Under a clear EPA order, both Montana Resources and BP-ARCO are responsible for treating Berkeley Pit water. Under the Superfund law, if one company is unable to pay its share, the other company must pay all the costs of cleanup. The company paying the full cleanup costs would likely take some legal actions to recover a fair share of those costs from the other company.live streaming film Buster’s Mal Heart online
Current sampling indicates that the water quality is significantly different in the two pits. The pH of the water in the Continental Pit is about 6.5-7.0, which is much more neutral than the water in the Berkeley Pit, which has a pH of about 2.5. Also, the levels of arsenic, copper and cadmium are many times less in the Continental Pit water.
In the future, as part of the reclamation effort, the Continental Pit water will likely require some management to sustain water levels and treatment to remove metals. However, that treatment should be less costly and less complicated compared to the Berkeley Pit.
The water in the Berkeley Pit is a good example of acid mine drainage, which is mainly caused by the high sulfur content in the rock in the Butte Hill. The sulfur reacts with air and water to become sulfuric acid. As this acidic water (pH around 2.5) flows through the underground mine workings and rock fractures, it eats away at the metals in the rocks and dissolves them into the water, leading to high concentrations of potentially toxic material.
Yes. Wet weather may have also played a role in the 1998 Pit wall slough that sent about 3 million tons of rock and dirt into the water. Rising groundwater saturated and gradually weakened that section of the southeast wall, eventually causing it to break away.
Montana Resources, Inc. (MR) is taking steps to stabilize the piles of waste rock that form sections of the Pit walls. Two options are available: The first is to remove material from the tops of the dumps (the crests) to relieve pressure, and the second is to add material to the bottoms of the dumps (the toes) to bolster their foundations.
MR is employing both strategies to minimize future problems. Using a bulldozer, crews shaved the crest of what is called the “Bird Watch Dump” along the Pit’s south wall. And to shore up the underwater toe of another dump in the Pit’s southeast corner, crews pushed in material from the Bird Watch Dump, plus additional waste rock and dirt from the active Continental Pit.
Yes. One involves changes in bedrock Well H. The water level of this well is usually about 10 feet above the level of the Berkeley Pit, just like other bedrock wells nearby. But one July, Well H’s level started falling, and by September it had dropped about 3 ½ feet. Meanwhile, the Pit kept rising. From December through February, the water levels of the Pit and Well H were just inches apart. Well H is now gaining on the Pit again.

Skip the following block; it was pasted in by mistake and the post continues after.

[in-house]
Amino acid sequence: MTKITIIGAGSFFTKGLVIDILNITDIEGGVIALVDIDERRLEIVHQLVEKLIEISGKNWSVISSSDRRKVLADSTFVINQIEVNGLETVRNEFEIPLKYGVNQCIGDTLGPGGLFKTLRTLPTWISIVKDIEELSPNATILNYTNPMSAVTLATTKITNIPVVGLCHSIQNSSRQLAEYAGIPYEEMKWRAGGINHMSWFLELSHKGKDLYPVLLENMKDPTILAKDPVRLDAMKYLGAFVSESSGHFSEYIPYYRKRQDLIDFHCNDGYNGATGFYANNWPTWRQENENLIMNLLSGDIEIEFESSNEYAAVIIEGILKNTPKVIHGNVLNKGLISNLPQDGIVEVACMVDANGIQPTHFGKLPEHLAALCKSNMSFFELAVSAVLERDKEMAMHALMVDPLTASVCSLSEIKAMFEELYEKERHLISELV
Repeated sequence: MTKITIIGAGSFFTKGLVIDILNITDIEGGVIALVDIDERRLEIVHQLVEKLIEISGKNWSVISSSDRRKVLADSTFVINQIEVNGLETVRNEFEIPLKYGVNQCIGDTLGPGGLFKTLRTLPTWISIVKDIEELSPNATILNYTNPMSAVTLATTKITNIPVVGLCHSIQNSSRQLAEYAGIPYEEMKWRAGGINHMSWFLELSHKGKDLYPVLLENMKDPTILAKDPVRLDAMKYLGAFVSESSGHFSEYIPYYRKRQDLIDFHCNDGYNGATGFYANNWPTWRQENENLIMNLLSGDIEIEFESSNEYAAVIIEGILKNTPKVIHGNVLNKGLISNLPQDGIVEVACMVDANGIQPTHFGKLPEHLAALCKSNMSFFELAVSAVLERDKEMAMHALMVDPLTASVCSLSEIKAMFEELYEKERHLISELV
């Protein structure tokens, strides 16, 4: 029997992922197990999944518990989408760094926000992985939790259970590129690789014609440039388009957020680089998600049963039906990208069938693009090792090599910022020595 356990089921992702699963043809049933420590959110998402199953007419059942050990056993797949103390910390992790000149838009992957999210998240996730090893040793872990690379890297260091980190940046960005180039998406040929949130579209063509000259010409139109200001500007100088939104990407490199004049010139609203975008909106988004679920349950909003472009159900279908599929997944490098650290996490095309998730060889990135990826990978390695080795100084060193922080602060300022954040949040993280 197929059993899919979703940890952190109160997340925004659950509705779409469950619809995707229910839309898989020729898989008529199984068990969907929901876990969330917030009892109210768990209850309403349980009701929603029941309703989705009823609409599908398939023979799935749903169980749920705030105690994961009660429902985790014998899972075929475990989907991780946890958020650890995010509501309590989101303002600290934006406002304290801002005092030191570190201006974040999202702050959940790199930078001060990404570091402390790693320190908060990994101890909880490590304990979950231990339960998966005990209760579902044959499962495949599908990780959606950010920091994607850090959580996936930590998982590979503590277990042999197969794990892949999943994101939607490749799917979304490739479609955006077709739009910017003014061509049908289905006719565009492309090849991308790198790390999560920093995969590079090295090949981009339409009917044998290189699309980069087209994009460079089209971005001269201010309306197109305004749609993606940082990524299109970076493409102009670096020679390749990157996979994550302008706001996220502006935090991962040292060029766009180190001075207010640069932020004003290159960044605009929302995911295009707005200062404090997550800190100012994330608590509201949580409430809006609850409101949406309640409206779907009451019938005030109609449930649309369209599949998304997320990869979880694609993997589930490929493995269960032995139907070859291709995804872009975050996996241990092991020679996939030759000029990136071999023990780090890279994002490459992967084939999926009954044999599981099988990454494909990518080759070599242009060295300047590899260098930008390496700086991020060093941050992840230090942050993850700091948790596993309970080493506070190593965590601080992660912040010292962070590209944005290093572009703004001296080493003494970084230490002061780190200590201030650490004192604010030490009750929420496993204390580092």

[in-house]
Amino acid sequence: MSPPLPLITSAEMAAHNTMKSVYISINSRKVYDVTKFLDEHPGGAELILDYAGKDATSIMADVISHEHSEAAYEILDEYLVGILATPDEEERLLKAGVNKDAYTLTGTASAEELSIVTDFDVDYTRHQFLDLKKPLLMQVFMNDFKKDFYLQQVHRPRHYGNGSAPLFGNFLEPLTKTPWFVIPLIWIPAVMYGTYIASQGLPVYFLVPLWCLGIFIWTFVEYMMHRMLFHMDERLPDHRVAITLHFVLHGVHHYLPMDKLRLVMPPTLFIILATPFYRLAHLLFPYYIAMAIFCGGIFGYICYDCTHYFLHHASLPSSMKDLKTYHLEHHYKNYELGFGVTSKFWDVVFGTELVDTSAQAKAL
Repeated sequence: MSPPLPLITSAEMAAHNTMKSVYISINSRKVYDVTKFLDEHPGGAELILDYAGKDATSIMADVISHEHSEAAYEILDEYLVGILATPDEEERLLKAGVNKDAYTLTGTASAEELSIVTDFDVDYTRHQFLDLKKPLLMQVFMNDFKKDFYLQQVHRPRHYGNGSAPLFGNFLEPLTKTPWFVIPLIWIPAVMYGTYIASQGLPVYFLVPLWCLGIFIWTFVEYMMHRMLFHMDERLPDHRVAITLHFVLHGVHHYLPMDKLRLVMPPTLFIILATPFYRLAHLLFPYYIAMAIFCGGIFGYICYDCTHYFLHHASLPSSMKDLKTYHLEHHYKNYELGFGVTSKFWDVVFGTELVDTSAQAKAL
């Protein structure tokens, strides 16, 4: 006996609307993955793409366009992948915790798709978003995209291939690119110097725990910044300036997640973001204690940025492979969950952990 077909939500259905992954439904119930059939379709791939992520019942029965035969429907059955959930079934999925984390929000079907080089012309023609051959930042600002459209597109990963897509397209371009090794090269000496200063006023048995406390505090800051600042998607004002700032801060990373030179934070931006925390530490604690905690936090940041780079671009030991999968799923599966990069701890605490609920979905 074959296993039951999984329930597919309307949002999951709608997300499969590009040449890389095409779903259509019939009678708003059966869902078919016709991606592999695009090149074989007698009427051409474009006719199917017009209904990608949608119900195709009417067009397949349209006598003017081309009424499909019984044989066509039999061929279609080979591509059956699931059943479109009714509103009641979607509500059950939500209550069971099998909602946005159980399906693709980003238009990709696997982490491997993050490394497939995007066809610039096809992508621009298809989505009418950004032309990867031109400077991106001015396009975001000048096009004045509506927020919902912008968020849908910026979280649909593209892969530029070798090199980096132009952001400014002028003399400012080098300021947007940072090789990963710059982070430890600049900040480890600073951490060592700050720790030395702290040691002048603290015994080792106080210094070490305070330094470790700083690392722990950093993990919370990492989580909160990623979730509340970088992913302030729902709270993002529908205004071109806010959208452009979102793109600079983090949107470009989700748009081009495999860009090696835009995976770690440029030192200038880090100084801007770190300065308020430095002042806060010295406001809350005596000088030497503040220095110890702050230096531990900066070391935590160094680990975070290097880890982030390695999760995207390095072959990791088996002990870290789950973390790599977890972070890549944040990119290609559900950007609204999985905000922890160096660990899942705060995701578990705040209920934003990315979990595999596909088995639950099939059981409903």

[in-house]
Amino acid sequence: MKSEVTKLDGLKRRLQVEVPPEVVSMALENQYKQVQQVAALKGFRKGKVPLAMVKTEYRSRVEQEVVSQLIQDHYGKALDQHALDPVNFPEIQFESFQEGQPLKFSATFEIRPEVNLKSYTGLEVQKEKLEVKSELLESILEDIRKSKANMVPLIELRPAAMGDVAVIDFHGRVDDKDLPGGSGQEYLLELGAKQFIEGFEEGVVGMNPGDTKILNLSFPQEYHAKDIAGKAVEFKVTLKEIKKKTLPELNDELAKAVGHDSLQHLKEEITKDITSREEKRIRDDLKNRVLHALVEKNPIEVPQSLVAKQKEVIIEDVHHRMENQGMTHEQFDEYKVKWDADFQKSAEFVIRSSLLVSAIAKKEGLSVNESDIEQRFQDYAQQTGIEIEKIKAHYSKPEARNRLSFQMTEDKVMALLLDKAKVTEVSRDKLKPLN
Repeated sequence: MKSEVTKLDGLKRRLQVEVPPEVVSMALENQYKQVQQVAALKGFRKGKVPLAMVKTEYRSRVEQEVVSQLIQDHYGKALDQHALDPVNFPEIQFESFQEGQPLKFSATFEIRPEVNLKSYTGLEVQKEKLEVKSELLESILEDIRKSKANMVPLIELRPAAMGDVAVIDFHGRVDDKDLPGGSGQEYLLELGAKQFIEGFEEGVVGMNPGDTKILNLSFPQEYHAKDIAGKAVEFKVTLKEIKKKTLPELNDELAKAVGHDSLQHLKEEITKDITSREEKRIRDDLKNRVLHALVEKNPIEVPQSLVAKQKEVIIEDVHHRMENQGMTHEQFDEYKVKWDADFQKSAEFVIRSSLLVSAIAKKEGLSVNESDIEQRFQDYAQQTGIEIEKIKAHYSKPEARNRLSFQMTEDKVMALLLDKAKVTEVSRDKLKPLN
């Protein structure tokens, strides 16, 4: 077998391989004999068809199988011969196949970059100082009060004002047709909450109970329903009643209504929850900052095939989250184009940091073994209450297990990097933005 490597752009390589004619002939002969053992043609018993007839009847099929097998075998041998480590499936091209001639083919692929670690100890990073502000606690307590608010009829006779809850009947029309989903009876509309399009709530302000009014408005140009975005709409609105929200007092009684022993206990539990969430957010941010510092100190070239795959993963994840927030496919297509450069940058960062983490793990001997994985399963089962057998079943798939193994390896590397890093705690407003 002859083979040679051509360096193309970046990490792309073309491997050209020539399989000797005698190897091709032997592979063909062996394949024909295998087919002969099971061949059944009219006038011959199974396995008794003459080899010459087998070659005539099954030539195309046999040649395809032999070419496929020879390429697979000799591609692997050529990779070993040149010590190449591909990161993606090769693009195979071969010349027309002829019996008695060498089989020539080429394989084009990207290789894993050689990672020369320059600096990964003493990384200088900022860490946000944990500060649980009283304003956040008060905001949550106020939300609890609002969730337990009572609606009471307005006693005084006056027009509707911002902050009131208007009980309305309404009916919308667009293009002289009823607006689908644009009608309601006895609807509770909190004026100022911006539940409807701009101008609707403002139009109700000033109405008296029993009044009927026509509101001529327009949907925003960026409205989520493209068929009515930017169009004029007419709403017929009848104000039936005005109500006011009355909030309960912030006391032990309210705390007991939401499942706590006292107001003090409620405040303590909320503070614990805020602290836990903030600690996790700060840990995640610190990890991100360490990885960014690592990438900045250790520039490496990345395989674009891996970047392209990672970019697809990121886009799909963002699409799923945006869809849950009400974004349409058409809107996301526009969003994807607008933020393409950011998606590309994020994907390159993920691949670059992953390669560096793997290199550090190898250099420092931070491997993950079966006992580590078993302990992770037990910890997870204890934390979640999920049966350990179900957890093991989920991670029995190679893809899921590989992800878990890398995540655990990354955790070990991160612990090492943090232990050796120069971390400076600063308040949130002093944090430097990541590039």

What is the significance of the surprise reading in Well H? It appears to be an isolated incident caused by underground subsidence (shifting of dirt) adjacent to the well. Well H is southeast of the Pit in the middle of the old Pittsmont Mine workings, where the ground is known to be unstable. The water levels in all of the surrounding bedrock wells remain high, indicating that flow is still toward the Pit. It is important to look at the monitoring well system as a whole, rather than focus solely on the performance of a single well.
And Well H is not the only surprise to date. In 1989, the water level in the Kelley shaft dropped two feet in one month, but it, too, recovered. Well DDH-5 also occasionally fluctuates. The monitoring program was set up specifically to detect changes like these. When something unusual turns up, monitoring is heightened at that spot, and scientists determine what action, if any, needs to be taken. At Well H, water levels have been checked weekly since October. On February 18, a special camera was lowered 927 feet into the well to look for abnormalities, and none were found.
Future years will bring many more monitoring well changes, especially in the area between the Berkeley and Continental Pits.
According to Montana Resources, about twice as much water evaporates off the surface of the Pit each year than enters the Pit through rain and snow. About 12 inches of precipitation fall into the Pit each year, and about 23.65 inches evaporate, for an annual net loss from evaporation of roughly 11.65 inches. This water balance translates into an annual average of about 20,000 gallons per day of evaporating water.